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See winning haiku from 2023 here
Originating in Japan, haiku is the shortest form of poetry in the world. In a short descriptive verse, it captures a moment in the poet’s life or simply expresses the beauty of nature.
Since 2014, the Golden Triangle BID has hosted the Golden Haiku poetry contest to bring pops of warmth, color, and inspiration to the streets of downtown DC during the late winter months. We invited the public to write and submit original, contemporary haiku for this temporary community art project. In 2021, we introduced a youth category, inviting students to explore haiku and perhaps become published poets. The contest is open to all ages, worldwide.
Submissions are reviewed by an expert panel of judges; winning poets receive prizes, and winning haiku are displayed on colorful street signs in the tree boxes lining the streets of the Golden Triangle neighborhood.
The contest’s popularity has grown each year; it is internationally recognized and beloved by locals and visitors alike. In 2022, we received entries from 71 countries, 49 states, and the District of Columbia. See winning haiku from 2023 here.
Golden Haiku follows the Haiku Society of America’s guidelines for modern haiku, which does not require the traditional 5-7-5 structure. Removing the strict structural requirements for syllables frees the author to use evocative language to capture a moment or expression of beauty in a short, descriptive verse. Learn more about how to write a contemporary haiku here.
All entries are reviewed and judged by a distinguished panel of published haiku experts (see below) who select first, second, and third place winners, a regional favorite, and Youth Category winners.
First Place – $500
Second Place – $200
Third Place – $100
Regional/DC Winner – $200
Youth Category Winners:
High School Winner – $150
Elementary/Middle School Winner – $75
Winning haiku—along with a selection of judges’ choices—are displayed in hundreds of tree boxes along some of Washington DC’s most iconic streets from March through early May. The colorful haiku signs brighten the winter landscape for all passersby to enjoy, reminding them during those late winter months that spring is just around the corner.
Submission period opened January 9 through February 5, 2023.
Each participant may enter only once, submitting a maximum of two original, self-authored haiku via the submission form. Previously published, self-authored haiku are eligible. Winners will be notified by email in early March, and publicly announced in mid-March.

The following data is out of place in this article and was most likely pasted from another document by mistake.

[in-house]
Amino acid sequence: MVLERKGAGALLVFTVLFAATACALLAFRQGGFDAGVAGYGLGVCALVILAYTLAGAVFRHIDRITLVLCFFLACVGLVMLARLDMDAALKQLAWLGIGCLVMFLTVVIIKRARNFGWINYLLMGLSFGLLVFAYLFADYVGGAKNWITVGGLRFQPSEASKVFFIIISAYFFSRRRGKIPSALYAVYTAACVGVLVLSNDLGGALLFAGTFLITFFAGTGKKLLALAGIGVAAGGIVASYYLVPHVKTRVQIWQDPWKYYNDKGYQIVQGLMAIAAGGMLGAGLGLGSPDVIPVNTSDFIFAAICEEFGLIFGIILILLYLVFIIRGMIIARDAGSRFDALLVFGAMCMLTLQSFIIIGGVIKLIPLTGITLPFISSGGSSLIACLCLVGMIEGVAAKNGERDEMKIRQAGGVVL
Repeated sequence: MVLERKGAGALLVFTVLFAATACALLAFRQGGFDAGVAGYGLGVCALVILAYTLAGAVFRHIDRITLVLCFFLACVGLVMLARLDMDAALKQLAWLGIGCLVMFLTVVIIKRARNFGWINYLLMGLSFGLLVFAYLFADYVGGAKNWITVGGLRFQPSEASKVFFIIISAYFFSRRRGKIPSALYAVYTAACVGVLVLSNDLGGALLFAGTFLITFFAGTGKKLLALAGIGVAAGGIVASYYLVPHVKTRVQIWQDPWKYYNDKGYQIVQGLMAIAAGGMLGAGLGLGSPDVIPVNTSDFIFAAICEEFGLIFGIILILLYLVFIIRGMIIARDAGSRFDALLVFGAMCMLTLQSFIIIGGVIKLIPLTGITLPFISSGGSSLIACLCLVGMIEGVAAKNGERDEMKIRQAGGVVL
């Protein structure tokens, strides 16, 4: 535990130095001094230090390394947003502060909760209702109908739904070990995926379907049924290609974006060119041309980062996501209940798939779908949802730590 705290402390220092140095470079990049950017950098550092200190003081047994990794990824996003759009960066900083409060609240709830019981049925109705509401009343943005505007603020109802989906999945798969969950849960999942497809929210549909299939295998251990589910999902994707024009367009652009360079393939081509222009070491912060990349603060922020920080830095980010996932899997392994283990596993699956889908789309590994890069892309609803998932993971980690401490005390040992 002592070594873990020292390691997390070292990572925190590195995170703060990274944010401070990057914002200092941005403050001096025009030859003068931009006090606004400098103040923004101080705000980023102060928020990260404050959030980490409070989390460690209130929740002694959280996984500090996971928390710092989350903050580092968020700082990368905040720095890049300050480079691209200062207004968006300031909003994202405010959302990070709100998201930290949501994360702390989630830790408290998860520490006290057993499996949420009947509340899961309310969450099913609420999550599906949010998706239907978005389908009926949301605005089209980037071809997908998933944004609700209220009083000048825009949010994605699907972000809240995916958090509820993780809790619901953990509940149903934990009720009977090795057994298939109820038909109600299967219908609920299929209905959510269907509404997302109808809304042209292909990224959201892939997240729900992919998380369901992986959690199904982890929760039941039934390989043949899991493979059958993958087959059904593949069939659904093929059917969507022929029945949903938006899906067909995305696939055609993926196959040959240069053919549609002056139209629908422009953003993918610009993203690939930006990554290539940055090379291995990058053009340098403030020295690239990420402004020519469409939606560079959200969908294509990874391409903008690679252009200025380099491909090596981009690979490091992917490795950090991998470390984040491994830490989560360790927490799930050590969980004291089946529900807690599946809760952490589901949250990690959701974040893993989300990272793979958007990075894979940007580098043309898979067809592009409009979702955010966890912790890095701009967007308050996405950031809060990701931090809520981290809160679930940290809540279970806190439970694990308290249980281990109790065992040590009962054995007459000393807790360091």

Abigail Friedman is an award-winning author of numerous works on haiku, including The Haiku Apprentice: Memoirs of Writing Poetry in Japan (Stone Bridge Press), I Wait for the Moon: 100 Haiku of Momoko Kuroda (Stone Bridge Press), and Street Chatter Fading (Larkspur Press). She is a former diplomat and is on the Board of Trustees of the Japan-America Society of Washington, D.C.
Lenard Moore has been authoring haiku for more than 40 years. He was the first African American president elected of the Haiku Society of America. His published poetry has been translated into multiple languages and includes Poems of Love & Understanding (Carlton Press), The Open Eye (NC Haiku Society Press), and Desert Storm: A Brief History (Los Hombres Press).
Kit Pancoast Nagamura has been a columnist for The Japan Times for over a decade and appeared as a regular on NHK World‘s Haiku Masters and Journeys in Japan programs. She has won one of Japan’s prestigious Ito-en Oi Cha Haiku Contest prizes and is a member of the Haiku International Association. Her book, Grit, Grace, and Gold, was published in 2020. She will be judging from Japan.
John Stevenson is managing editor of The Heron’s Nest. A former President of the Haiku Society of America, he has served as editor of Frogpond. He is the author of books such as Quiet Enough, Some of the Silence, Live Again, (d)ark, and Emoji Moon.
If you have any additional questions, please contact email@example.com.
Check out this haiku video series featuring Golden Haiku competition judge, Abigail Friedman:
Read this list of five ideas to help you get started writing contemporary haiku.
Other helpful resource sites: